Laurent Matuana, associate professor at Michigan State University’s School of Packaging, was nominated by the Vinyl Plastics Division for his significant work in the field of wood/plastic composites, used for windows, decking and fencing, doors, docks, landscaping and bridges. Together with his students, he also studies foamed composites.
Anthony Neubauer, fellow of Dow Chemical Co., was nominated by the Extrusion Division for his expertise in the co-rotating and counter-rotating twin screw mixers and extruders, gear pumps, melt filtration technology and pelletizer die design. He invented and commercialized melt filtration technology to disperse and distribute high molecular weight gels to acceptable levels, with negligible pressure rise with time. He also developed technologies to improve the properties of polyethylene film and pipe. He is the lead engineer for a patented twin-screw extrusion process called Bluewave, that produces aqueous polyolefin dispersions used in the packaging, carpet, coatings and personal care industries.
Masahiro Ohshima of Kyoto University in Japan, was nominated by the Thermoplastic Materials and Foams Division, for his research in the fields of foam processing and supercritical carbon dioxide-assisted polymer processing. According to SPE, Ohshima was the first person to experimentally prove the existence of an influence region surrounding a nucleated bubble, using a high-speed video, than correlating the results to foam nucleation and growth models in microcellular plastics using environmentally save blowing agents, like carbon dioxide. His recent work focuses on nanocomposite and nanocellular foams.
Irvin Poston, former head of General Motors Co.’s technical center, was nominated by the Detroit Section for his groundbreaking accomplishments to bring plastics into automotive, for body panels and structural applications, among others. Poston developed processes and materials for sheet molding compound, leading to applications such as front supports, doors and body panels. He also developed thermosetting polyurethane for bumper fascia and a reaction injection molding process to make fenders for the SportOmega in 1981, which lead to future fascia and exterior trim applications made by RIM.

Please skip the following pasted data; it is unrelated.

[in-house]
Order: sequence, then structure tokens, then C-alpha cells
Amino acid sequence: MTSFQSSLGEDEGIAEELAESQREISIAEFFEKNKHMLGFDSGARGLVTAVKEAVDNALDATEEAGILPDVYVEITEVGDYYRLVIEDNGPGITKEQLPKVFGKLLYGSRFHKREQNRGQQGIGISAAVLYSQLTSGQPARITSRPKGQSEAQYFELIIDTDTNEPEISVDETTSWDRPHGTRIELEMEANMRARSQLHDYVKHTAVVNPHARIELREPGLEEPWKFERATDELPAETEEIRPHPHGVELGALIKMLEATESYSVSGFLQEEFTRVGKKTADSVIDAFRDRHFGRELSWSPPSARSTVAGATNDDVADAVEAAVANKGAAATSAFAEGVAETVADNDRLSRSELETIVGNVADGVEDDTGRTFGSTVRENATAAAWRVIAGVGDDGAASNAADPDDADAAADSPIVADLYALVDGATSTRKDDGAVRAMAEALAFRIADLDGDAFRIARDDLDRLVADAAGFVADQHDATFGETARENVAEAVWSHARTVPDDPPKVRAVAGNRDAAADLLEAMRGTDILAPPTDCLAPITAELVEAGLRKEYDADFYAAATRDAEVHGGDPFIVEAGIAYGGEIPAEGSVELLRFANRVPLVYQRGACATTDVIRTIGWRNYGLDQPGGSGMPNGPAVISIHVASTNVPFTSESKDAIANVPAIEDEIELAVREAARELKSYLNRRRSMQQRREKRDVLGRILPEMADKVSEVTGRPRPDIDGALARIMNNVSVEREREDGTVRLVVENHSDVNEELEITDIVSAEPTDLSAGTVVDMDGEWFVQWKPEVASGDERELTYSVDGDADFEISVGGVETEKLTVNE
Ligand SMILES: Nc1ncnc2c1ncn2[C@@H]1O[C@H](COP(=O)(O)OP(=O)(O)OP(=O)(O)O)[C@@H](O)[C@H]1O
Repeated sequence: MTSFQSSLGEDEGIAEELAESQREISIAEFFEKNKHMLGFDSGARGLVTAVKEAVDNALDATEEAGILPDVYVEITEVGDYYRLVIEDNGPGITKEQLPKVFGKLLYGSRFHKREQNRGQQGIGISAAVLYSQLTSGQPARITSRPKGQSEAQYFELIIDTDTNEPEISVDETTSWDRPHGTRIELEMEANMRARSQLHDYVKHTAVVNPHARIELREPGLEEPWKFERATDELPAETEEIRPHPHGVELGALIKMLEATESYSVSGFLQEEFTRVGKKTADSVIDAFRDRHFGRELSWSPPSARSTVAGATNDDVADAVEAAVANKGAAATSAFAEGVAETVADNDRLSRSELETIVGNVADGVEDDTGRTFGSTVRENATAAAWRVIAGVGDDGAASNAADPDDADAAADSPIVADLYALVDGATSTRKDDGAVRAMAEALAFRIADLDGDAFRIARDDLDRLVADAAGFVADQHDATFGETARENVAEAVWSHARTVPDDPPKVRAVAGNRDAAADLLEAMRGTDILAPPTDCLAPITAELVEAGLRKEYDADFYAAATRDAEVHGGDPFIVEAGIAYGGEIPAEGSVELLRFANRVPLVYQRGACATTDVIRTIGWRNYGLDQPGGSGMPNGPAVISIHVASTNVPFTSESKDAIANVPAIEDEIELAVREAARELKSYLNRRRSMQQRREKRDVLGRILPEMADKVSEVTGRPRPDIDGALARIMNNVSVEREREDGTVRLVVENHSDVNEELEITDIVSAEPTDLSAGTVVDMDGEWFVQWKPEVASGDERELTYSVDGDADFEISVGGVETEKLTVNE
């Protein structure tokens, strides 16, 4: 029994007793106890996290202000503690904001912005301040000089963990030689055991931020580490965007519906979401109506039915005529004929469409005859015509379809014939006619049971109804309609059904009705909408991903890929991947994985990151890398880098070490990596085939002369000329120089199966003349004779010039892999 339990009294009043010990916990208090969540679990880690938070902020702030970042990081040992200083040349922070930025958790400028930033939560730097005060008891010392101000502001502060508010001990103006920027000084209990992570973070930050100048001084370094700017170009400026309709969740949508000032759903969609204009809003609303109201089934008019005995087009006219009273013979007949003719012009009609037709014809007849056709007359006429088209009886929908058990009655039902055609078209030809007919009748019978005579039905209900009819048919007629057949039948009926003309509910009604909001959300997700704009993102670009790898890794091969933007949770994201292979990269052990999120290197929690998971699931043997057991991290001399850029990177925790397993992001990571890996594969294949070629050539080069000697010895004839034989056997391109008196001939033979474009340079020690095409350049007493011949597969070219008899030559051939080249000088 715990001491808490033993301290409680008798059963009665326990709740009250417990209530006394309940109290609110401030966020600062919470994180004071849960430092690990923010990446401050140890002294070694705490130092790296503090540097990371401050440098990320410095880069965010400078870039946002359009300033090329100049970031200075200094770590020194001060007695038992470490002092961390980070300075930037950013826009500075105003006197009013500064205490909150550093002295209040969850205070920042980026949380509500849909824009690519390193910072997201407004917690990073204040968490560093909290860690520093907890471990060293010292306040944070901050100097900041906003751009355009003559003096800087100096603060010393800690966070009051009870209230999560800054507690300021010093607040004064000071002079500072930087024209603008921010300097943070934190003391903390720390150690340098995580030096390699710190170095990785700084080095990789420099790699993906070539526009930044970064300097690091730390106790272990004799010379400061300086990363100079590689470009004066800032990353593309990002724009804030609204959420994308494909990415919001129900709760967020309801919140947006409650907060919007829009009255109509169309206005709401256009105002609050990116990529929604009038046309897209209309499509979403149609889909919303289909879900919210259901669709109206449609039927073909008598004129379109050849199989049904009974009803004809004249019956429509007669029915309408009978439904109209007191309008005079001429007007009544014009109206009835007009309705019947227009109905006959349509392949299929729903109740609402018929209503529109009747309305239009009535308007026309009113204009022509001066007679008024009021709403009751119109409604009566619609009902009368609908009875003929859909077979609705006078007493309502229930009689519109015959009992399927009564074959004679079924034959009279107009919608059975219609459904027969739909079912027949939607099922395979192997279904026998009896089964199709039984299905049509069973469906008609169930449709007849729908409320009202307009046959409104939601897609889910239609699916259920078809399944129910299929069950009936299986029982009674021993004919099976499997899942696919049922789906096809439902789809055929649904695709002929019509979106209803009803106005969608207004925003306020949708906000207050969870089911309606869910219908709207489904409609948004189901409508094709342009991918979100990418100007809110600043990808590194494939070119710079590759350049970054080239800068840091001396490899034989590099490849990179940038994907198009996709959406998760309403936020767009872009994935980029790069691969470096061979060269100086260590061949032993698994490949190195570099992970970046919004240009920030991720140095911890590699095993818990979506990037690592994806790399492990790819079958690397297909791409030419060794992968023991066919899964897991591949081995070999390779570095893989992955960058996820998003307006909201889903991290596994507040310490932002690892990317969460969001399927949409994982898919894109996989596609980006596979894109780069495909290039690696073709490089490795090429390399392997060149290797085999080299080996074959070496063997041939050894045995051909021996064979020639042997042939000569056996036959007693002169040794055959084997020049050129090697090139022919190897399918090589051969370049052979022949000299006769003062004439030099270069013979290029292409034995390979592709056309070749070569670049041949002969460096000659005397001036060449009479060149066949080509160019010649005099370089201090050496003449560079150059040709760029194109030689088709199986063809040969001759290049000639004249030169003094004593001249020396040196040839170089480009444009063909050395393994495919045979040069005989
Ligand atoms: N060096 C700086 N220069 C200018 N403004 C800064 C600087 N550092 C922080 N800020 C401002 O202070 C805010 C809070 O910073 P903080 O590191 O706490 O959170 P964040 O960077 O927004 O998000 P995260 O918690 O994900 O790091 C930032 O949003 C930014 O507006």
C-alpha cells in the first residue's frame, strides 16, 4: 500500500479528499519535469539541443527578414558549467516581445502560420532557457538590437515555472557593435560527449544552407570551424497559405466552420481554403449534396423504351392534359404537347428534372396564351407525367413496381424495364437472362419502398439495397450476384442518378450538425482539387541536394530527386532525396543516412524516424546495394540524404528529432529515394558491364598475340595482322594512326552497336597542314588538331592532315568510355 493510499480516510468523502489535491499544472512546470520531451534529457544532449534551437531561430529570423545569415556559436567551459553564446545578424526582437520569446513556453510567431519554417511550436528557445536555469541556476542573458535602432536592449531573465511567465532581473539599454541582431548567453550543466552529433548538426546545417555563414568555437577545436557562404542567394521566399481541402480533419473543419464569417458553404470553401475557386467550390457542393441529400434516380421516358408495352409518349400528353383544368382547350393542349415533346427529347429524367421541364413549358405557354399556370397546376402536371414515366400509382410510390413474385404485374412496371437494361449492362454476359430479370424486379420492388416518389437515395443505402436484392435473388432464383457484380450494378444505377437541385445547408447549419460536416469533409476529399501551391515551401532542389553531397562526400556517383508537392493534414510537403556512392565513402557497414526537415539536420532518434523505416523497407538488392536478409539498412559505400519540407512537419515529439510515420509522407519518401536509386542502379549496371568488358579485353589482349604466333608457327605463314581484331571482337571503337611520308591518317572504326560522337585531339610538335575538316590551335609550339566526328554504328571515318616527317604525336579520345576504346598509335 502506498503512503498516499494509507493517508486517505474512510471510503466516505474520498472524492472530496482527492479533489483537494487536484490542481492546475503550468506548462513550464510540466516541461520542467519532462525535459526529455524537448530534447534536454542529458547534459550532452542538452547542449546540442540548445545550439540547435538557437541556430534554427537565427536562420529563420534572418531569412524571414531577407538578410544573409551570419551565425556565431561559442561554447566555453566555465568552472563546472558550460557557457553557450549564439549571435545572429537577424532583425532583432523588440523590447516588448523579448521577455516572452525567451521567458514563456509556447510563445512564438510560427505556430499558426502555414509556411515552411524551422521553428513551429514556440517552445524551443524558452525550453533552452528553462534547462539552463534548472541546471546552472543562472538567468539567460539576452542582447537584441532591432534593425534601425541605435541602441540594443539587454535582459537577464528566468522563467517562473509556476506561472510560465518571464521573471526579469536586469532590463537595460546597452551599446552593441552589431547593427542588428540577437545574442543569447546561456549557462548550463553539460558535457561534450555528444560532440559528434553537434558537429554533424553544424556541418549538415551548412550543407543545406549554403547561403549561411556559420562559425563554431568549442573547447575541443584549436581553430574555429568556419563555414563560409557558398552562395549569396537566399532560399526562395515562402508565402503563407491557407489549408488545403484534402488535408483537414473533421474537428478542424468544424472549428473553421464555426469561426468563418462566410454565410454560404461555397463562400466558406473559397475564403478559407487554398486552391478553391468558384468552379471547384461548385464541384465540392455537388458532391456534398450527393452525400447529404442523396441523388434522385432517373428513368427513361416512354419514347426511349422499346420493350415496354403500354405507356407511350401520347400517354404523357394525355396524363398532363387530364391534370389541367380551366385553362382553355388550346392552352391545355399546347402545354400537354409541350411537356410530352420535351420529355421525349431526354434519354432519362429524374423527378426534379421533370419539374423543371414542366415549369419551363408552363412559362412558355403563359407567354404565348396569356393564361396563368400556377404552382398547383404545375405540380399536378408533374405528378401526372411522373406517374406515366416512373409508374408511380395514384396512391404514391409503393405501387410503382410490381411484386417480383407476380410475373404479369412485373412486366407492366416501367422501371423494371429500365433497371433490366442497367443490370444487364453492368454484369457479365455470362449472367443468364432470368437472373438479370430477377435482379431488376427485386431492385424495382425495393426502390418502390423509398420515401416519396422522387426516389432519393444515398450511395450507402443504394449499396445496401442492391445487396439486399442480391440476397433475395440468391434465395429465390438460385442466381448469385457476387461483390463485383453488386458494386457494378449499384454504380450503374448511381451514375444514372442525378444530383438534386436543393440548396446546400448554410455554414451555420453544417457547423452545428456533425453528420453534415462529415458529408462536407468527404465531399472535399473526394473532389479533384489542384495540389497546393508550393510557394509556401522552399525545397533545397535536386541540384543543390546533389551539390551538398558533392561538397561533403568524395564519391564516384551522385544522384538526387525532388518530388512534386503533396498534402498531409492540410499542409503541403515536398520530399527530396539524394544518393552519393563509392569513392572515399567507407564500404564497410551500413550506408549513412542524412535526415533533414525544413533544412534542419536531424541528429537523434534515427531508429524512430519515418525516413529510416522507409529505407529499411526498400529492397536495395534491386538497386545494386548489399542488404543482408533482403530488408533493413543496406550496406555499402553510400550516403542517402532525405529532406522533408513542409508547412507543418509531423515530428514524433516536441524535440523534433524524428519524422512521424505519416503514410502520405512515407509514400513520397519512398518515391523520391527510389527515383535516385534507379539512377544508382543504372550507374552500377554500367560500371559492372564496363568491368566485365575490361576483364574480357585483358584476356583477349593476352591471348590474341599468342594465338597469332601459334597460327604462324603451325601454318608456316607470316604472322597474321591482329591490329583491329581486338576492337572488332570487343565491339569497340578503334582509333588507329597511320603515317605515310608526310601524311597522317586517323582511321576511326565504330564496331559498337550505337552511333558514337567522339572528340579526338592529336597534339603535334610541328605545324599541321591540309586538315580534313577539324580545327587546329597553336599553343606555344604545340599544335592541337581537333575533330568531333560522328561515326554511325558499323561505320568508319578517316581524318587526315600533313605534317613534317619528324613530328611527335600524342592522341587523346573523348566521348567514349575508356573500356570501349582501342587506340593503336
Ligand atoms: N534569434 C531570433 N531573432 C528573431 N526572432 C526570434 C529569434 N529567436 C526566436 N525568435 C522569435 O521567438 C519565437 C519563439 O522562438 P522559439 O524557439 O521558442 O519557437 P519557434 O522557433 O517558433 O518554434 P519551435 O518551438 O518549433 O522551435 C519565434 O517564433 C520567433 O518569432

Ashkisk Sukhadia, general manager of polyethylene applications for Chevron Phillips Chemical Co. LP, was nominated by the Engineering Properties and Structure Division, recognizing his major contributions on the processing engineering and structure property behavior of PE materials. In one blown film development, he used bubble kinematics to scale up the processing structure-property analysis of film production, so that small-scale studies could be expanded to full-scale commercial production.
Sassan Tarahomi, advanced engineering manager for materials at International Automotive Components Group, was nominated by the Detroit Section, for his contribution to the packaging and automotive industries. He designed and commercialized a new tooling technology that is widely used in packaging that involves the manufacturing of small caps and enclosures, used in the production of child-proof, tamper-evident and tamper-proof closures and caps for the pharmaceutical industry. In automotive, he invented and let engineering and design for the 2002 Ford Thunderbird’s removable hard top. Tarahomi also developed an energy-absorbing system for vehicle front and read fascia to absorb head-on and read-end low-speed collisions, without the need to replace the components.